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We thank Hirano et al for evincing interest in our study and giving us an opportunity to clarify some specific issues regarding the subtypes of autoimmune pancreatitis (AIP).
We agree with Hirano and colleagues that lymphoplasmacytic sclerosing pancreatitis (LPSP) and idiopathic duct-centric chronic pancreatitis (IDCP) show some differences in their clinical and histological patterns.1 As compared to patients with IDCP, patients with LPSP are older, have elevated serum IgG4 levels and a strong association with sclerosing cholangitis, sialadenitis, and retroperitoneal fibrosis.1–3 In contrast, patients with IDCP are younger, have normal serum IgG4 levels and a strong association with inflammatory bowel disease.1 2 4 Histologically, LPSP shows periductal lymphoplasmacytic infiltrate, storiform fibrosis and obliterative phlebitis with infiltration of abundant IgG4-positive plasma cells, whereas IDCP shows prominent lobular inflammation consisting of neutrophils, lymphocyte, and plasma cells with characteristic granulocytic epithelial lesions (GELs) in pancreatic ductal epithelium.1 2 IDCP usually shows IgG4 immunostaining negativity.5 6 In terms of geographical distribution, IDCP with typical GELs is rarely found in east Asia, while it is common in Europe and the United States.1 2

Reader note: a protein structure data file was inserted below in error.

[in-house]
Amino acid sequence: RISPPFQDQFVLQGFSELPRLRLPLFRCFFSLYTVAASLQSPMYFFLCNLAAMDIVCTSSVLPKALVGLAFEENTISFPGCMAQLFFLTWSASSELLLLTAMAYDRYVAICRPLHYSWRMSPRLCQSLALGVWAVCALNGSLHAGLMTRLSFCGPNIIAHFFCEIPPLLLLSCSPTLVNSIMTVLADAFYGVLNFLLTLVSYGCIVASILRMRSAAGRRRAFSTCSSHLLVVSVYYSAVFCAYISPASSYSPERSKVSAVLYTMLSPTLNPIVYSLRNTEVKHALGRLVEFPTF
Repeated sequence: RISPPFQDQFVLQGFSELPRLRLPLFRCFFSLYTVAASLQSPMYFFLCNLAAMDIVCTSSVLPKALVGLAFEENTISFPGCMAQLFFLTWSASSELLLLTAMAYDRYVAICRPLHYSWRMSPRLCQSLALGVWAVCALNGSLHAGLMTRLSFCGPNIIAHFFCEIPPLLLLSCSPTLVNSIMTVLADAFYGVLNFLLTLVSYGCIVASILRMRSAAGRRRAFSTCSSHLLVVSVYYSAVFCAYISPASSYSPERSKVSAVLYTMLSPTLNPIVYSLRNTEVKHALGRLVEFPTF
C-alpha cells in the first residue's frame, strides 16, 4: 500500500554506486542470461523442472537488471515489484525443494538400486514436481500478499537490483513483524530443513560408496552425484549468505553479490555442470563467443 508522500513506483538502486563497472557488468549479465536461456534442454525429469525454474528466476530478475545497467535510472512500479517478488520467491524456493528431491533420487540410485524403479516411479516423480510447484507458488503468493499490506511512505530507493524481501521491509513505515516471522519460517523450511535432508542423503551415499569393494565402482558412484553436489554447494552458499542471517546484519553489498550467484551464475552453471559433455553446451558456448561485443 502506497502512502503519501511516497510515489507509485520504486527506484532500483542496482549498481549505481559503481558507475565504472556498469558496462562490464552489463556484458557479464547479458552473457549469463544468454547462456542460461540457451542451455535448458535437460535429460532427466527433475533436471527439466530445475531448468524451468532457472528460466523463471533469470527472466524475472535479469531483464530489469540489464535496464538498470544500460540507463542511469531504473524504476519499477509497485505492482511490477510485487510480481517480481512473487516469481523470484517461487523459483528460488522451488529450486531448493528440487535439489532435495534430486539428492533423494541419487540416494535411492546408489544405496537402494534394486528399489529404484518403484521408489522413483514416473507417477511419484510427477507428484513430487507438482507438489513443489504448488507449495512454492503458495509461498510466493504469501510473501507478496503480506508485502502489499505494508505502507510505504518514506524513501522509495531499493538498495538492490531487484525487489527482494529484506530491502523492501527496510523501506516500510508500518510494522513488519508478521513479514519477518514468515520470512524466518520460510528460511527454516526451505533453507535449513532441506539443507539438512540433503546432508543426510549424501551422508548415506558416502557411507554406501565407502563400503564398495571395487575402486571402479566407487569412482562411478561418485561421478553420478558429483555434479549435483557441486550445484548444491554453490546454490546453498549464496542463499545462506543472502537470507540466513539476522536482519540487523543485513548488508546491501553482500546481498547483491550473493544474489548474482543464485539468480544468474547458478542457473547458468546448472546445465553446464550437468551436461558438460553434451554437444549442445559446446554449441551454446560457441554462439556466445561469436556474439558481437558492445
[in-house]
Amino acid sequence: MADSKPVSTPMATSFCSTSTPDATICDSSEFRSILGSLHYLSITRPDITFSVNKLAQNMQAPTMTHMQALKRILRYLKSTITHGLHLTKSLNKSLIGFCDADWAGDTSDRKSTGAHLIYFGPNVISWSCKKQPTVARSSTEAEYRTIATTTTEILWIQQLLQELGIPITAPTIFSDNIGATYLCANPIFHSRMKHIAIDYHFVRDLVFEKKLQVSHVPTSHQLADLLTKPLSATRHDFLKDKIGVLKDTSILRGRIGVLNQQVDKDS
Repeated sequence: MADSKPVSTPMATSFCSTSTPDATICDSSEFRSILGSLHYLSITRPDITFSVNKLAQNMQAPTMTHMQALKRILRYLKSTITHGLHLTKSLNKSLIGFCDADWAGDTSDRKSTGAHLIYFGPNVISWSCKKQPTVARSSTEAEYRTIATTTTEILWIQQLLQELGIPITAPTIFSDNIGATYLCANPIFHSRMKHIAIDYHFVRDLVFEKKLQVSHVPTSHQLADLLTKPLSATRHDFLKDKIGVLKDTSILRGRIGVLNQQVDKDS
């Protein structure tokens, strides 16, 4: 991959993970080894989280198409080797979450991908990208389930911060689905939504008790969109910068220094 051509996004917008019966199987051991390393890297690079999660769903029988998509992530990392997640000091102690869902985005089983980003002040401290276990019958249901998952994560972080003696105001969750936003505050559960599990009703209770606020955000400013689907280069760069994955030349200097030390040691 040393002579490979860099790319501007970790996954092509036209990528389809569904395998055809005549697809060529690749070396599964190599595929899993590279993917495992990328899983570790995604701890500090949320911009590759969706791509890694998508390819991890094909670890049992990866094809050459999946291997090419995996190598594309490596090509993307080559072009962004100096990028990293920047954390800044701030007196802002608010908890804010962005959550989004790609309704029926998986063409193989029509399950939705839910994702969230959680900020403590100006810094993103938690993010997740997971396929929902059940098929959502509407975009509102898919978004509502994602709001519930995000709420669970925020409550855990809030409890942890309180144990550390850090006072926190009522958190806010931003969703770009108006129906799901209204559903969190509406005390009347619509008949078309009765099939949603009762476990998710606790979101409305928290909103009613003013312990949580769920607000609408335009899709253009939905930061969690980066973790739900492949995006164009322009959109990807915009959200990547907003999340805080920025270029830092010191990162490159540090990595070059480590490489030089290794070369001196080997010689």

By definition, “autoimmune” pancreatitis is a distinct type of chronic pancreatitis that occurs due to an autoimmune mechanism.7–9 Although target autoantigens and the effector cells in LPSP and IDCP remain speculative, clinical and histological findings of LPSP and IDCP are both suggestive of autoimmune process and respond to steroid therapy.1 2 6 We differ from Hirano et al in their opinion that IDCP should be excluded from AIP. We believe that LPSP and IDCP should be regarded as two subtypes of AIP rather than as independent disease entities.
In our study population, some patients were suspected of having IDCP based on clinical manifestation; however, the histology of pancreatic biopsy specimen did not reveal GELs and inflammatory bowel disease was not associated in any patient. Currently, present diagnostic criteria for AIP may not fully cover the presence of IDCP because there is no serological marker for IDCP and current diagnostic criteria were made originally based on the findings of LPSP. As our study demonstrated, however, “assessment of steroid responsiveness after a 2-week trial” may have great diagnostic implication in the setting of suspected AIP with the continued need for differentiation from pancreatic cancer because both LPSP and IDCP have almost identical pancreatic imaging and dramatic response to steroid therapy.
Competing interests: None.
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